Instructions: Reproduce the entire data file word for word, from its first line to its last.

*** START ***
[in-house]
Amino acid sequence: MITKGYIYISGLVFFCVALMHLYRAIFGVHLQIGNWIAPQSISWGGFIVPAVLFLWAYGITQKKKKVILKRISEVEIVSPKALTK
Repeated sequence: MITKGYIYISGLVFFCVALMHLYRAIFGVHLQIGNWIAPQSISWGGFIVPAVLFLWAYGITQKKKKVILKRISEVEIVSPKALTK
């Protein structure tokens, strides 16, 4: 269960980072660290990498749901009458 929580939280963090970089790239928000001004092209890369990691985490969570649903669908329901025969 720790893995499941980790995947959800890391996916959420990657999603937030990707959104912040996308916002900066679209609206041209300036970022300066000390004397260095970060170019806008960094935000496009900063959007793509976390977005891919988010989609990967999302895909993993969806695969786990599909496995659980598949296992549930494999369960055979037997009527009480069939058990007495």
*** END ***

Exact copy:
[in-house]
Amino acid sequence: MITKGYIYISGLVFFCVALMHLYRAIFGVHLQIGNWIAPQSISWGGFIVPAVLFLWAYGITQKKKKVILKRISEVEIVSPKALTK
Repeated sequence: MITKGYIYISGLVFFCVALMHLYRAIFGVHLQIGNWIAPQSISWGGFIVPAVLFLWAYGITQKKKKVILKRISEVEIVSPKALTK
């Protein structure tokens, strides 16, 4: 269960980072660290990498749901009458 929580939280963090970089790239928000001004092209890369990691985490969570649903669908329901025969 720790893995499941980790995947959800890391996916959420990657999603937030990707959104912040996308916002900066679209609206041209300036970022300066000390004397260095970060170019806008960094935000496009900063959007793509976390977005891919988010989609990967999302895909993993969806695969786990599909496995659980598949296992549930494999369960055979037997009527009480069939058990007495």